Intrinsically photosensitive retinal ganglion cell function in relation to age: A pupillometric study in humans with special reference to the age-related optic properties of the lens
- Equal contributors
1 Department of Ophthalmology, Glostrup Hospital, Ndr. Ringvej 57, 2600, Glostrup, Copenhagen, Denmark
2 Department of Neuro-ophthalmology, Hôpital Ophtalmique Jules Gonin, Avenue de France 15, Lausanne, 1004, Switzerland
3 Department of Clinical Sciences Ophthalmology, University of Umea, S90185, Umea, Sweden
BMC Ophthalmology 2012, 12:4 doi:10.1186/1471-2415-12-4Published: 3 April 2012
The activity of melanopsin containing intrinsically photosensitive ganglion retinal cells (ipRGC) can be assessed by a means of pupil responses to bright blue (appr.480 nm) light. Due to age related factors in the eye, particularly, structural changes of the lens, less light reaches retina. The aim of this study was to examine how age and in vivo measured lens transmission of blue light might affect pupil light responses, in particular, mediated by the ipRGC.
Consensual pupil responses were explored in 44 healthy subjects aged between 26 and 68 years. A pupil response was recorded to a continuous 20 s light stimulus of 660 nm (red) or 470 nm (blue) both at 300 cd/m2 intensity (14.9 and 14.8 log photons/cm2/s, respectively). Additional recordings were performed using four 470 nm stimulus intensities of 3, 30, 100 and 300 cd/m2. The baseline pupil size was measured in darkness and results were adjusted for the baseline pupil and gender. The main outcome parameters were maximal and sustained pupil contraction amplitudes and the postillumination response assessed as area under the curve (AUC) over two time-windows: early (0–10 s after light termination) and late (10–30 s after light termination). Lens transmission was measured with an ocular fluorometer.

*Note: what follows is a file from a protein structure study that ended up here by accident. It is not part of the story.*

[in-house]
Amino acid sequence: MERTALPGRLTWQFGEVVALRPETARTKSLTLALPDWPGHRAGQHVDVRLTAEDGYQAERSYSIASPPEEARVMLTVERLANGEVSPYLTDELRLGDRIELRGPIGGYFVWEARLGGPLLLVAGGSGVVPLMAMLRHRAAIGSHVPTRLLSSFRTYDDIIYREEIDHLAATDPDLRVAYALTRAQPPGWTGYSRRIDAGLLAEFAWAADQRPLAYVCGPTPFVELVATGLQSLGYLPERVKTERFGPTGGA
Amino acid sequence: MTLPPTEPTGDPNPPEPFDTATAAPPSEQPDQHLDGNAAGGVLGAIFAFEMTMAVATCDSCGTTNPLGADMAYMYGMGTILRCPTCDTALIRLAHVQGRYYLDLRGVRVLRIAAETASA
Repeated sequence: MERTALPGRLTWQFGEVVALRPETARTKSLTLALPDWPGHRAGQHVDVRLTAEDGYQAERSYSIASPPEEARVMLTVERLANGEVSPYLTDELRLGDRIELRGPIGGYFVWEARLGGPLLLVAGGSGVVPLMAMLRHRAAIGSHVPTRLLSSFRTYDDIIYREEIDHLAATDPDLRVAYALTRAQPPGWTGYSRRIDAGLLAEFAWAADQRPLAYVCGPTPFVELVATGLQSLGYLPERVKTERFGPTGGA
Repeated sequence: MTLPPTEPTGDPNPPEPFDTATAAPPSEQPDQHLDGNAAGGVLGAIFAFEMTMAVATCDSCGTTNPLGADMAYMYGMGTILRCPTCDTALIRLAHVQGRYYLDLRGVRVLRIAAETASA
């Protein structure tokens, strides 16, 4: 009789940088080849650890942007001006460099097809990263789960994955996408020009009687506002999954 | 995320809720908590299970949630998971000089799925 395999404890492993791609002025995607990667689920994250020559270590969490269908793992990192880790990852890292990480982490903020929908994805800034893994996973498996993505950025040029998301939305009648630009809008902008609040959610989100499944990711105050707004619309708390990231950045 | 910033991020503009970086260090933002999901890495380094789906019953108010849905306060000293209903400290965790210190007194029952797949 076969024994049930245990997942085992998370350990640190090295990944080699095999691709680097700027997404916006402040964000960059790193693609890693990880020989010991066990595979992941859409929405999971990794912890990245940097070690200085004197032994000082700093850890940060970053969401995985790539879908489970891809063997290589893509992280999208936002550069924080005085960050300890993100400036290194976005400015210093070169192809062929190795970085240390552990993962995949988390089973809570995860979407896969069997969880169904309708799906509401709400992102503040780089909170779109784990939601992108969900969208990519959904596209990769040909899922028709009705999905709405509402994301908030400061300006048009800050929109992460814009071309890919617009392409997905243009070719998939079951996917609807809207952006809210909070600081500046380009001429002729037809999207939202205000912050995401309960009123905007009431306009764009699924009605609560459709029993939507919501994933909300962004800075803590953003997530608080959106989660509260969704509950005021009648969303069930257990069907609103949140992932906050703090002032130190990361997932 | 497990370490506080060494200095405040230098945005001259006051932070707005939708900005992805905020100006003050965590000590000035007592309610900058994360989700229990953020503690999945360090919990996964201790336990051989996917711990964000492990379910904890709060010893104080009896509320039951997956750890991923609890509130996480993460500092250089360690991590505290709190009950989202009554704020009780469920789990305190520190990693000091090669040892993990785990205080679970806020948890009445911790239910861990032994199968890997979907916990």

The sustained pupil contraction and the early poststimulus AUC correlated positively with age (p = 0.02, p = 0.0014, respectively) for the blue light stimulus condition only.
The maximal pupil contraction amplitude did not correlate to age either for bright blue or red light stimulus conditions.
Lens transmission decreased linearly with age (p < 0.0001). The pupil response was stable or increased with decreasing transmission, though only significantly for the early poststimulus AUC to 300 cd/m2 light (p = 0.02).
Age did not reduce, but rather enhance pupil responses mediated by ipRGC. The age related decrease of blue light transmission led to similar results, however, the effect of age was greater on these pupil responses than that of the lens transmission. Thus there must be other age related factors such as lens scatter and/or adaptive processes influencing the ipRGC mediated pupil response enhancement observed with advancing age.